Statement from Human Rights Campaign President Chad Griffin:
"Today we are once again tragically reminded of the serious and widespread problem we face as a nation with violent, hate-motivated crimes — a problem which we as a nation must commit to addressing. Our thoughts and prayers are with the victims, their families, and the communities impacted by this horrific and senseless tragedy in Charleston seemingly targeted because of their race. As this heinous crime reverberates across the entire country, we stand united with allies and friends nationwide to end the cycle of violence motivated by hatred."
Statement from National LGBTQ Task Force Executive Director Rea Carey:
"It is with a heavy heart that we join in mourning those killed in last night's tragic shooting at a Charleston historically Black church. Our thoughts and prayers are with the families of the murder victims and the entire community of Charleston.
“This massacre is frighteningly reminiscent of the tragedies of another era taking place in churches in the South. While many would like to think that our nation has eliminated racism and discrimination, this appalling act of hate shows that we have not. As this violent epidemic, the targeting and killing of Black people, continues with no end in sight — it becomes ever more clear that it is everyone's responsibility to end all forms of racism and discrimination. No one, absolutely no one, should ever fear for their lives when stepping out of their homes, walking down the street in their own neighborhood, or attending a prayer services in their place of worship.
“We thank the U.S. Justice Department for providing support in the investigation of this national tragedy. The perpetrator of this horrific act must be brought to justice and we must all work harder to create a society free from murder, violence and hate crimes."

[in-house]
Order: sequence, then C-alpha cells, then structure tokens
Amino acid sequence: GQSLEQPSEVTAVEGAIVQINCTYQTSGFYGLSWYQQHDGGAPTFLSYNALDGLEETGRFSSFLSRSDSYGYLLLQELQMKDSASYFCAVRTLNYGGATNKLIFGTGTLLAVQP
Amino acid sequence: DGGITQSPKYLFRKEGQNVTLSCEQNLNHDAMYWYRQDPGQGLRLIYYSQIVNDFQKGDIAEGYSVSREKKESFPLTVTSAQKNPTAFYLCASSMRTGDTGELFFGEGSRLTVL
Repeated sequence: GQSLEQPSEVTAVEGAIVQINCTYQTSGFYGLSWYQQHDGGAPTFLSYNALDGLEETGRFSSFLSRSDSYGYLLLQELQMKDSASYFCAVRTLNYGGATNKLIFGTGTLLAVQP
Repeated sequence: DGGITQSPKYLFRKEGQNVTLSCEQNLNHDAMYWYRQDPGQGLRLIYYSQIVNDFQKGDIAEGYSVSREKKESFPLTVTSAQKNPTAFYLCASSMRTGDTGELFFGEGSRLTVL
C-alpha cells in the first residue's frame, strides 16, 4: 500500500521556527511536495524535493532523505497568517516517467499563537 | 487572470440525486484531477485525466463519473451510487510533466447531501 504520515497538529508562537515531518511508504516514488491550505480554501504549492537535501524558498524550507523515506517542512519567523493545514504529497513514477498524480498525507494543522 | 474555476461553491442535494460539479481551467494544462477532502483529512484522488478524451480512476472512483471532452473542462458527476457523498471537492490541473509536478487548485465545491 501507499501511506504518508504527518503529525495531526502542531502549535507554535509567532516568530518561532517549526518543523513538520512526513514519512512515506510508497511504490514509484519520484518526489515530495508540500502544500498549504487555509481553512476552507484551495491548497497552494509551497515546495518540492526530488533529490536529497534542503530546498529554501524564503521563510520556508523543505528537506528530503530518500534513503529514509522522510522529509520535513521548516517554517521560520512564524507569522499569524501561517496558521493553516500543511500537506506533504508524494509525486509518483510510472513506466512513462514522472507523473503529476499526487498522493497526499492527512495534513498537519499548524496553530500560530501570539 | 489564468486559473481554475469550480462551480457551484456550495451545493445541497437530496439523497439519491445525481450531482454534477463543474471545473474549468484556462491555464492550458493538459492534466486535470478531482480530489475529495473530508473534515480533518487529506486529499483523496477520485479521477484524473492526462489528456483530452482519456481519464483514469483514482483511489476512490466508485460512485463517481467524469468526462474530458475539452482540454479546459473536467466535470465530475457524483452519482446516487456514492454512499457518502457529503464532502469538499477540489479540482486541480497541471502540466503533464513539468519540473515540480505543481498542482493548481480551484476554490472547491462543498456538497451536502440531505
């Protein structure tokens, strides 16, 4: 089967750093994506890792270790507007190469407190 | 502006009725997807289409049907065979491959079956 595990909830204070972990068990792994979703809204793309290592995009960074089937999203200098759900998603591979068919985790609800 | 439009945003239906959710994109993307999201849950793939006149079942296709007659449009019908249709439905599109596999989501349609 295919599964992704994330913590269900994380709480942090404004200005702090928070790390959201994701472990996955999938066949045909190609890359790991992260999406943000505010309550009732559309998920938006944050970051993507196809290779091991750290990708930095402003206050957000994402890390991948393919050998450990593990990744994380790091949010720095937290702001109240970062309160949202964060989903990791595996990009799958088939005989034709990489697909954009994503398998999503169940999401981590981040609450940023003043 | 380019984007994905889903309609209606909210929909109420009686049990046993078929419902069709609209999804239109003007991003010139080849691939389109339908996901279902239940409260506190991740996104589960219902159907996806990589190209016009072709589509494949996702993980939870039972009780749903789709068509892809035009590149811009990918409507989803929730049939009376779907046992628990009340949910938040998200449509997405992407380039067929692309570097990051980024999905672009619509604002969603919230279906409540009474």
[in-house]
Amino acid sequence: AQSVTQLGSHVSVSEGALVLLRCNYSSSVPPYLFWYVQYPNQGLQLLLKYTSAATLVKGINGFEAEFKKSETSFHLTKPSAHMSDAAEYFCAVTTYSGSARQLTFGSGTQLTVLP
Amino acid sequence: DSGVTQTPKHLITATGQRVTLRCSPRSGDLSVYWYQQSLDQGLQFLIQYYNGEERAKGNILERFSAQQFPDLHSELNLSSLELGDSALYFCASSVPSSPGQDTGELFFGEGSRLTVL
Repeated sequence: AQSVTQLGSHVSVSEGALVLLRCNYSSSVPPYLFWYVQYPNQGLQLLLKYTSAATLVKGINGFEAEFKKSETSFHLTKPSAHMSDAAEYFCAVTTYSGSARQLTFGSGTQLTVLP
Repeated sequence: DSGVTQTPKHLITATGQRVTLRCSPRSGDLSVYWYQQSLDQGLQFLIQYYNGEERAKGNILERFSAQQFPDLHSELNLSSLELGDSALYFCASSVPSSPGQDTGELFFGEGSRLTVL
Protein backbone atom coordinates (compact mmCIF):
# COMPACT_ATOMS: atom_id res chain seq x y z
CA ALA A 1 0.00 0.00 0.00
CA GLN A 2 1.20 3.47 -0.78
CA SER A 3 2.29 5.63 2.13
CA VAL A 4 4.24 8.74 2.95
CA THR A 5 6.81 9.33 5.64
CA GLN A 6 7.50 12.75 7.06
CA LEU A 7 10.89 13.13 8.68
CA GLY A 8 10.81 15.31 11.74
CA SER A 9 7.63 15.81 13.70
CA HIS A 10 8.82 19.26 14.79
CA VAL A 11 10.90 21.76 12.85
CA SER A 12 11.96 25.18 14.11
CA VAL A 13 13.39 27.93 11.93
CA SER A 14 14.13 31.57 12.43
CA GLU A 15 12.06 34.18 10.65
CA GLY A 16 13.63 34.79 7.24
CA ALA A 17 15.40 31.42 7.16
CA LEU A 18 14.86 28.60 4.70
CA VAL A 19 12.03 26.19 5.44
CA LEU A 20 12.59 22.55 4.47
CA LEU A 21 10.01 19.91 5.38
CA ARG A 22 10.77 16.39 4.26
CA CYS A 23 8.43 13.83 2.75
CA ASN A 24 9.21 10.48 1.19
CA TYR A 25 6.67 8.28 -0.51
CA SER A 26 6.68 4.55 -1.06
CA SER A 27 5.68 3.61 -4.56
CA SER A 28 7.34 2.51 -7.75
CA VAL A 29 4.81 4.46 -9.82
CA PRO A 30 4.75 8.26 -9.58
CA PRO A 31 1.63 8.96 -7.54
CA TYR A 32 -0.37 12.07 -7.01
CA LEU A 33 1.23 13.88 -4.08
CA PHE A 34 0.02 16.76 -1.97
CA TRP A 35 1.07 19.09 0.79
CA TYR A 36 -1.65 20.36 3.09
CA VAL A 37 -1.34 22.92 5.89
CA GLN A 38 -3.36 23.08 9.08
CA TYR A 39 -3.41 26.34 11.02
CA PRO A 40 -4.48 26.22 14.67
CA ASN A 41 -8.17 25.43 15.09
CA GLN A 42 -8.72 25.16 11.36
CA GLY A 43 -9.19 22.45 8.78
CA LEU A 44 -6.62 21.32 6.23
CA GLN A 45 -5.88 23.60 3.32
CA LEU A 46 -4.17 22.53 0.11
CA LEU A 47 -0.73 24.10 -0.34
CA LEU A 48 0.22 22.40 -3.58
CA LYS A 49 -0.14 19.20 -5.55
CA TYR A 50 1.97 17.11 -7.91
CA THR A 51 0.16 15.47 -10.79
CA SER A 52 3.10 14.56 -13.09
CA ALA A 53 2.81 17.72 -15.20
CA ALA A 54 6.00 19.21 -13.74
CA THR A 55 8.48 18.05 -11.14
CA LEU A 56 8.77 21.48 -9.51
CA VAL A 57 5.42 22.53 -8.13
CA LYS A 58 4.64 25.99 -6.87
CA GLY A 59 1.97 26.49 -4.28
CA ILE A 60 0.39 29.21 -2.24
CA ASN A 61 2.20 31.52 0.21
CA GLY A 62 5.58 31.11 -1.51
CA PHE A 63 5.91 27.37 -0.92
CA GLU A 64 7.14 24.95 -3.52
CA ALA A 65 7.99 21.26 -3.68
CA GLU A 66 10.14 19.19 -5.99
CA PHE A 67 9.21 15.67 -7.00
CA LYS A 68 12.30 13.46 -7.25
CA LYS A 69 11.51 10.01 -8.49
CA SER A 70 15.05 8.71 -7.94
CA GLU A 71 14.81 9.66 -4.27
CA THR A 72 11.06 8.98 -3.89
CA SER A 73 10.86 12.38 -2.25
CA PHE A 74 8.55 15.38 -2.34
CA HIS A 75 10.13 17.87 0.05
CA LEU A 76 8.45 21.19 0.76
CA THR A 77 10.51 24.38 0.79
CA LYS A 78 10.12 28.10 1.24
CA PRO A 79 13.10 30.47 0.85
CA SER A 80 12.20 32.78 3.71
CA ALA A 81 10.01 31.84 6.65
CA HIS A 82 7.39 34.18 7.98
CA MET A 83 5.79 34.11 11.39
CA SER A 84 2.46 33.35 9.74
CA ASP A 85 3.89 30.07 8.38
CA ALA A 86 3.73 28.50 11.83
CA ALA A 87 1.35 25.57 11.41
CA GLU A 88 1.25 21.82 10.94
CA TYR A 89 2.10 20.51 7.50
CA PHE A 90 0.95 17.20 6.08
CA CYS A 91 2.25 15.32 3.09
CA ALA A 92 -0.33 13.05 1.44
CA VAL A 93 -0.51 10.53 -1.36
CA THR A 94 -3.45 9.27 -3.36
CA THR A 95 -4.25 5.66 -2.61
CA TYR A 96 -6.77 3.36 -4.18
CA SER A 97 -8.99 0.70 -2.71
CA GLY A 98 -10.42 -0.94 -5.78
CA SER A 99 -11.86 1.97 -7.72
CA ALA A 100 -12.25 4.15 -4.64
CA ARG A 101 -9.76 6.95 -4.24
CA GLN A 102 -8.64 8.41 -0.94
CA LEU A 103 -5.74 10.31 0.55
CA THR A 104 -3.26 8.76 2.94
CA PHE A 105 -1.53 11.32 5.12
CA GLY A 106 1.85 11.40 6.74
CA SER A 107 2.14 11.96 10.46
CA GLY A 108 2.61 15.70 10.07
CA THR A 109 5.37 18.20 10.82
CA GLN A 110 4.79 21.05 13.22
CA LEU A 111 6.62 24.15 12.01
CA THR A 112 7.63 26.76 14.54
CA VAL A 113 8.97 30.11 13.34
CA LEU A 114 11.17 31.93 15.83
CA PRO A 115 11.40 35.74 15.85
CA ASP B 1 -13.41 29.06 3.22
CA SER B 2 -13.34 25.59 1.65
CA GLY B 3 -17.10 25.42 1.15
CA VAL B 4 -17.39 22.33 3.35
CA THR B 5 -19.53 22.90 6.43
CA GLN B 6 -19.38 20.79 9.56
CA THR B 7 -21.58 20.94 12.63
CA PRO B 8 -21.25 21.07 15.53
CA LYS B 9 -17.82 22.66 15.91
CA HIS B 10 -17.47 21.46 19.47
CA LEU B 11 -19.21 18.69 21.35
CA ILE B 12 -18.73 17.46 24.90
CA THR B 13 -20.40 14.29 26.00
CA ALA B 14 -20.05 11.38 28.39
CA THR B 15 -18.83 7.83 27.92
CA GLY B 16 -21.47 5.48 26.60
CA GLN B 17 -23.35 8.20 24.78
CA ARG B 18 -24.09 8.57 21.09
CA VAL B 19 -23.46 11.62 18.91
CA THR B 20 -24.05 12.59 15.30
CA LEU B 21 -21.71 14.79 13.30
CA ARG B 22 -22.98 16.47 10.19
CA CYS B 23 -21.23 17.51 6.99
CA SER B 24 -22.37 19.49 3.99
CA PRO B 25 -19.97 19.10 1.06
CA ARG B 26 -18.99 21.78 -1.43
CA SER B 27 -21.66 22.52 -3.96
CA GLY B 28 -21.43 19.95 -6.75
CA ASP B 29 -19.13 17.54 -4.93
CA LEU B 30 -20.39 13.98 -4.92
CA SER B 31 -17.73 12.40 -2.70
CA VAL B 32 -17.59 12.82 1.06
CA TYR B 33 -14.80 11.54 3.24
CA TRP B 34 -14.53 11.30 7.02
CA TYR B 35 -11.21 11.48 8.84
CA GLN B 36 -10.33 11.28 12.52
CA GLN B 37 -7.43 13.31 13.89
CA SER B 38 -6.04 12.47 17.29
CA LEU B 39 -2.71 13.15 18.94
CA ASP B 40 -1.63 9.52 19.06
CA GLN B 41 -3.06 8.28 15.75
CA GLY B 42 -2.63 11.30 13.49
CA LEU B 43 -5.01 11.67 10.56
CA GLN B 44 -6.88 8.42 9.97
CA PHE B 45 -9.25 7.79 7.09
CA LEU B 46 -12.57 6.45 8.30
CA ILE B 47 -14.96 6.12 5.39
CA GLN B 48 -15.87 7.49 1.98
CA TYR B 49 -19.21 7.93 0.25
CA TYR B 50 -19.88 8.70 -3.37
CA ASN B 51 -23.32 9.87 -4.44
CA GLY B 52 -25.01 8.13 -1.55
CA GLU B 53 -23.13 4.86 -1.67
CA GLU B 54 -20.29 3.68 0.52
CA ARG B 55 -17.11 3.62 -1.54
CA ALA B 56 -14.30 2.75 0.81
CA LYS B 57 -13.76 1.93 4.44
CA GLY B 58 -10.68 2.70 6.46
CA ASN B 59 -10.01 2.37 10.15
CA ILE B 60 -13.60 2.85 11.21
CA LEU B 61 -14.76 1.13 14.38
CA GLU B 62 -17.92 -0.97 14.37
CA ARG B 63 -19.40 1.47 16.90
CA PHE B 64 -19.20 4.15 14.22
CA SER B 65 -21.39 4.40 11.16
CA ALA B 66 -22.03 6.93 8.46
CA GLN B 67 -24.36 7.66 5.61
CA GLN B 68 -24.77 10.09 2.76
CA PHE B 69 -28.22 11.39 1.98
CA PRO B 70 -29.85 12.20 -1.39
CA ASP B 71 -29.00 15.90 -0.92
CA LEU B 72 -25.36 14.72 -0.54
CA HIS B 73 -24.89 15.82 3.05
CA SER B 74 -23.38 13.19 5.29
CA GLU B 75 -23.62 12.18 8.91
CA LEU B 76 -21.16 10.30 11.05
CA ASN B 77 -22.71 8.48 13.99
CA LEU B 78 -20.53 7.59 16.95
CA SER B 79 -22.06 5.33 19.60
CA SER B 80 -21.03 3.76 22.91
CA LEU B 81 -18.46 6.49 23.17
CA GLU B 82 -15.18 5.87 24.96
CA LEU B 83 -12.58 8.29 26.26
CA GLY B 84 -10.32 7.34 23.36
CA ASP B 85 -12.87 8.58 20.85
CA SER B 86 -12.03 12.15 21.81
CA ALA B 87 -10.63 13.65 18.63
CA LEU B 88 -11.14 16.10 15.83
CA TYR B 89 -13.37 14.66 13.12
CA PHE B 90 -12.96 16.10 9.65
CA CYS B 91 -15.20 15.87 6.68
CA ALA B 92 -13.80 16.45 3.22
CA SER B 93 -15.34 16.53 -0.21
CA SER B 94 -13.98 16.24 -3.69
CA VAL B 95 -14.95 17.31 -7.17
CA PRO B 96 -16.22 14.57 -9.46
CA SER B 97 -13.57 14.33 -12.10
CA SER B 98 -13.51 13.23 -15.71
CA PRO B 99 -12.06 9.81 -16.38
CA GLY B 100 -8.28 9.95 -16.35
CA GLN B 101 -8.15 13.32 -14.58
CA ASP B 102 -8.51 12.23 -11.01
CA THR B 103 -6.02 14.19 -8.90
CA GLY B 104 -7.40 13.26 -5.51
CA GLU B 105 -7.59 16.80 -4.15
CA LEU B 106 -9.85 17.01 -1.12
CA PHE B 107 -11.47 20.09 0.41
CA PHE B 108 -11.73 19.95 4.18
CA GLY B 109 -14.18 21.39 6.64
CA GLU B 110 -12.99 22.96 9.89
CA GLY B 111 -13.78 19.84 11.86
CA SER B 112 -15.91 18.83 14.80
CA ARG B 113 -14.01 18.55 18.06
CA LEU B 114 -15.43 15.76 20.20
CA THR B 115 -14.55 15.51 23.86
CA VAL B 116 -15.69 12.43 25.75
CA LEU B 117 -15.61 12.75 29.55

Statement from Pride at Work Executive Director Jerame Davis:
"The horrendous crime that took the lives of nine African-Americans at the Emmanuel AME church in Charleston, South Carolina yesterday is heart wrenching. In moments like these, words often fail, but we must speak out when senseless, racist violence takes innocent lives. Our thoughts go out to the victims and their families.
“There is no justice that will bring back these nine people nor salve the grief of the surviving family members. The racist motivation of this murderer is another stark reminder that we must speak up and out to declare that #BlackLivesMatter. We will not rest until every corner of our country has heard that message and takes it to heart.
“It is disgusting and deplorable that some are painting this act of hatred as anything other than racially motivated. The Emmanuel AME church is a symbol of black liberation and the killer was explicit about his motivation - even going so far as to tell a survivor he spared her so she could tell others what happened. Those who try to paint this as anti-Christian violence are deplorably engaging in whitewashing the truth of the matter to perpetuate a false narrative.
“The violence, the racism, and the denial all must end. We are better than this."
What flag is Dylan Storm Roof saluting when he hears, “Oh, say can you see by the dawn's early light, What so proudly we hailed at the twilight's last gleaming?”